There are moments watching sports when you know you are seeing the extraordinary, when what you see needs no further enhancement, nothing to reaffirm the accuracy of your impression.
And yet, those moments are enriched when they occur before thousands of eyewitnesses, all ready to express their awestruck appreciation for the athlete who created them.
So it was a shame that there could not have been a packed house at the Capital Indoor Stadium to give Russian Kamila Valieva the loud and immediate tribute she deserved for one of the most stunning performances in Olympic figure skating history.
It was enough to make those in the global audience watching from a distance want to stand and applaud in front of the television or laptop or mobile phone that conveyed the images of this 15-year-old living up to a standard (again) she has set and that only she can reach.
Valieva expressed pleasure, according to Russian media, at seeing the standing ovation from the U.S. athletes in their team box. Her fellow skaters understand better than anyone Valieva's remarkable short program.
It is not only that Valieva lands extraordinarily difficult jumps, but also the way she executes them, with striking extension of arms and legs and the flow that follows her landings. It is not only that she is in utter command while flying across the ice but the way she lets go to express herself while doing it.
NBC commentator Johnny Weir, a two-time Olympian, calls Valieva the best women’s skater he ever has seen. It still seems a bit premature to echo Weir’s assessment – although perhaps not for long.
Valieva came to these Games as an acclaimed phenom in the figure skating world. Sunday morning, during a 2-minute, 50-second short program in the team event at the 2022 Winter Olympics, the rest of the world learned what the acclaim was all about.
She did a triple axel with hands over the head, body perfectly upright and toe pointed on the free leg after landing. A triple flip with three maximum marks (+5) for grade of execution. Triple lutz-triple toe combination in the second half. Three spins and a footwork sequence of such captivating precision that 26 of her 36 marks for those four elements were also +5.
And she did the whole thing with such seemingly effortless grace it drew seven perfect 10s on the artistic, or component mark, side of the score sheet.
It added up to 90.18 points, the second highest short program score in history, topped only by the 90.45 Valieva scored at last month’s European Championships. This performance felt better, and maybe that was because she had done it at the Olympics, even if it took place in an arena with just a few spectators scattered among vast swaths of empty blue seats due to COVID-19.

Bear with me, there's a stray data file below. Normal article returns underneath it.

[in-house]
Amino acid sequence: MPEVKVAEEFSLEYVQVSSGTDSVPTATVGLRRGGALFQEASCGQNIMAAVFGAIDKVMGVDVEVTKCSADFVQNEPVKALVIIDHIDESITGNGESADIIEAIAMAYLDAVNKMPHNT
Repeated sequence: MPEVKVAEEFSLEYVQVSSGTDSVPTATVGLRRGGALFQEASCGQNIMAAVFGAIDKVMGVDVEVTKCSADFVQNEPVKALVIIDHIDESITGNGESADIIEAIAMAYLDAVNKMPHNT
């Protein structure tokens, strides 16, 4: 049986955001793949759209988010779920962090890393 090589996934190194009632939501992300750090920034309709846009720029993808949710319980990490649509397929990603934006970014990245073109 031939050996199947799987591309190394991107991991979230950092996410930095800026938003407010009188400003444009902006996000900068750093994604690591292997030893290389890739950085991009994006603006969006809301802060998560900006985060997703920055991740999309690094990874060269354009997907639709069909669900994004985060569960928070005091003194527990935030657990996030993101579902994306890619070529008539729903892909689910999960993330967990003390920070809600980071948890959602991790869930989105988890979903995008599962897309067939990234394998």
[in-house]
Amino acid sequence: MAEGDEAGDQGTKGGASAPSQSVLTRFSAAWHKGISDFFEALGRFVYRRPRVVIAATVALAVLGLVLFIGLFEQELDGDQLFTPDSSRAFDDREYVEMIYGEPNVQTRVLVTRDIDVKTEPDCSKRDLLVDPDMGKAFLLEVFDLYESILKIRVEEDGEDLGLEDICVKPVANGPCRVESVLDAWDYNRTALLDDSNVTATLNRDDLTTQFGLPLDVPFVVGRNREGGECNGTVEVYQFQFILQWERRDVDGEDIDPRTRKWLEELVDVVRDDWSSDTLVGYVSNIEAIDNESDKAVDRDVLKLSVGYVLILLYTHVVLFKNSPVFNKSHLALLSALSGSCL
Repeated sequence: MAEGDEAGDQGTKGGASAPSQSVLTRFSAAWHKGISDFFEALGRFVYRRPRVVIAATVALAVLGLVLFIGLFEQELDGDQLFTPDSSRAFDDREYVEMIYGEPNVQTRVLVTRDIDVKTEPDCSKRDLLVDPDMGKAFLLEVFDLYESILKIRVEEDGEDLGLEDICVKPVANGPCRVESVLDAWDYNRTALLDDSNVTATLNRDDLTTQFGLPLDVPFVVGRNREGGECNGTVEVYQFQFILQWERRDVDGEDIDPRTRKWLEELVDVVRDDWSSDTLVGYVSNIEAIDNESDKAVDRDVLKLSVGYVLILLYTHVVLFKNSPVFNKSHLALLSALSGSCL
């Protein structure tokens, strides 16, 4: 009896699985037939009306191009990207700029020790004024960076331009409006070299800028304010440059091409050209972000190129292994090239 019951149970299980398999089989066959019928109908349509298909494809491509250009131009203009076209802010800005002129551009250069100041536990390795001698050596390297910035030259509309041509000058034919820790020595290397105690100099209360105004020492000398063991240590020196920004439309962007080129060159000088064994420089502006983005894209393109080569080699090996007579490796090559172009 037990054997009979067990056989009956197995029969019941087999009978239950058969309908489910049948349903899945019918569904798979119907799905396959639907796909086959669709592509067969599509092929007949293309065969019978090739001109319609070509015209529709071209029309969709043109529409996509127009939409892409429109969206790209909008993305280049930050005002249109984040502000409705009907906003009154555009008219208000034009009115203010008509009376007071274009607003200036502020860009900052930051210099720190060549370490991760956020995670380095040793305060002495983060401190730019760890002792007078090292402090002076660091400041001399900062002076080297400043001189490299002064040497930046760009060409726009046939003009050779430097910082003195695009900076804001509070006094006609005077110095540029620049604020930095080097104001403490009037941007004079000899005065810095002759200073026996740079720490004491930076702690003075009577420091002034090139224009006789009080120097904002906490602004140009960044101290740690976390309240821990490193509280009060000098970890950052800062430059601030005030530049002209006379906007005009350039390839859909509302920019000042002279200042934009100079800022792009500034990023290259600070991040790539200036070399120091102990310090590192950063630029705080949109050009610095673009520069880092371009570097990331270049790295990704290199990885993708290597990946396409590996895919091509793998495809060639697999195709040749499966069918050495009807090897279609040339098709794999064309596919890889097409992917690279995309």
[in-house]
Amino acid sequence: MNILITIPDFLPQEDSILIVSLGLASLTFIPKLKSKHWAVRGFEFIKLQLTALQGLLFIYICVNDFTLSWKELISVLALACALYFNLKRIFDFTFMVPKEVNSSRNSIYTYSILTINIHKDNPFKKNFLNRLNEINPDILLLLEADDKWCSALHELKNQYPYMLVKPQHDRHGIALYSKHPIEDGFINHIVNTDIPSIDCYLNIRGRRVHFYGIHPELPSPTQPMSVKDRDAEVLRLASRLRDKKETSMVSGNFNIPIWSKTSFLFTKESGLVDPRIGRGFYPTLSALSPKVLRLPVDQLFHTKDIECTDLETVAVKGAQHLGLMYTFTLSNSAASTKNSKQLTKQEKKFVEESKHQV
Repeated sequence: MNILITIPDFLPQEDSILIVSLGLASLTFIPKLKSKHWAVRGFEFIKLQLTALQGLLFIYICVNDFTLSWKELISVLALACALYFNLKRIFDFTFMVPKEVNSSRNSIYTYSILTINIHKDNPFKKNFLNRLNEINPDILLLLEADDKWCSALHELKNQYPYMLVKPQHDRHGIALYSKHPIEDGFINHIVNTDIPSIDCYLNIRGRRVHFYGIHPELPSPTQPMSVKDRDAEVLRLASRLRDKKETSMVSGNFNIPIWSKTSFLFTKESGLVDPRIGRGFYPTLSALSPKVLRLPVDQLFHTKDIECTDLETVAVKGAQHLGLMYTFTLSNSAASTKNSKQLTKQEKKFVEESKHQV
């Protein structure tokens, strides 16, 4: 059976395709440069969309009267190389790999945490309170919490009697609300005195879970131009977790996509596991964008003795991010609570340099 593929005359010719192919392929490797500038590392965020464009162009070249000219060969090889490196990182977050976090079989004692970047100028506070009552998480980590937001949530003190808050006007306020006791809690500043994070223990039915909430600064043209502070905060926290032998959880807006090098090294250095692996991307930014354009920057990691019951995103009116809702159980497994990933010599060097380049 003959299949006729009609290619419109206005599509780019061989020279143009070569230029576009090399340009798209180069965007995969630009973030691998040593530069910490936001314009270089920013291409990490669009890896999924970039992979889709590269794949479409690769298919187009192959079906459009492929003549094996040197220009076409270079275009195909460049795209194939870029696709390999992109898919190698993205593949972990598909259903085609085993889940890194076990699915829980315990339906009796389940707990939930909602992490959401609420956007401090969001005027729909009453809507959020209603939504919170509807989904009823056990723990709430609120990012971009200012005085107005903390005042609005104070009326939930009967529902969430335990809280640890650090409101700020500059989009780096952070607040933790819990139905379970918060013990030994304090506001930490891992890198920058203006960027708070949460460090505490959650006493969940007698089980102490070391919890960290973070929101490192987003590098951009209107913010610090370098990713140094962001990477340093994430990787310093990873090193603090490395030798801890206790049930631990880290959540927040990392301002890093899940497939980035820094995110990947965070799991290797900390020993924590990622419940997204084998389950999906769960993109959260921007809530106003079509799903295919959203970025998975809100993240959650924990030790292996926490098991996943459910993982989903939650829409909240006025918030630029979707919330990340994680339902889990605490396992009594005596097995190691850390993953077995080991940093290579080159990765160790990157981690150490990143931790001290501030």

Since the end of compulsory figures three decades ago made figure skating results less predictable, no woman skater had come to the Olympics as a heavier favorite to win the individual gold medal than Valieva. Her skating all season has made it easy to forget she is a first-year senior. And fifteen.
“I was a little nervous going into the competition,” Valieva said, “but once I got to the ice, I skated well. I was in control of my program and showed the result I wanted.”
The result was a first place, nearly 16 points ahead of runner-up Wakaba Higuchi of Japan, that helped propel Valieva’s Russian Olympic Committee (ROC) team past the United States to take the team event lead heading into Monday’s final three sections, the free dance and women’s and pairs free skates. Russia’s 45-42 edge over the U.S. seems secure, but the three-point U.S. lead over the Japanese for the silver medal may not be as solid.
Underwhelming performances Sunday by both U.S. skaters, Karen Chen (fifth in the women’s short) and Vincent Zhou (a distant third in the men’s free), almost certainly ended their team’s chances of upsetting the Russians for the team gold.
Another prodigy, 18-year-old Yuma Kagiyama of Japan, was a dazzling winner of the men’s free, with four clean quads and the highest score (208.94) in the world this season. Kagiyama, reigning world silver medalist, is a title threat in the men’s event that begins Tuesday should either Nathan Chen of the U.S. or Yuzuru Hanyu of Japan falter.
Valieva will skate in the women's free skate portion of the team event (watch Sunday night U.S. time on NBCOlympics.com), then not again until the women’s singles short program a week from Tuesday. But she could also be a contender for an Olympic medal in men’s singles if women were allowed to do quadruple jumps in the short program and if their component scores were tallied the same way as the men’s.
After all, Valieva has done three clean quads and a clean triple axel in two free skates this season. She now is the fourth woman to land a triple axel at the Olympics, joining Midori Ito (1992) and Mao Asada (2010 and 2014) of Japan and Mirai Nagasu (2018) of the U.S.
Among women, Valieva has been peerless, certainly against her current group of rivals and, as Weir suggests, possibly even compared with the best in the sport’s history. It was easy to see that this weekend, no matter where you were watching.
Philip Hersh, who has covered figure skating at every Winter Olympics since 1980, is a special contributor to NBCOlympics.com.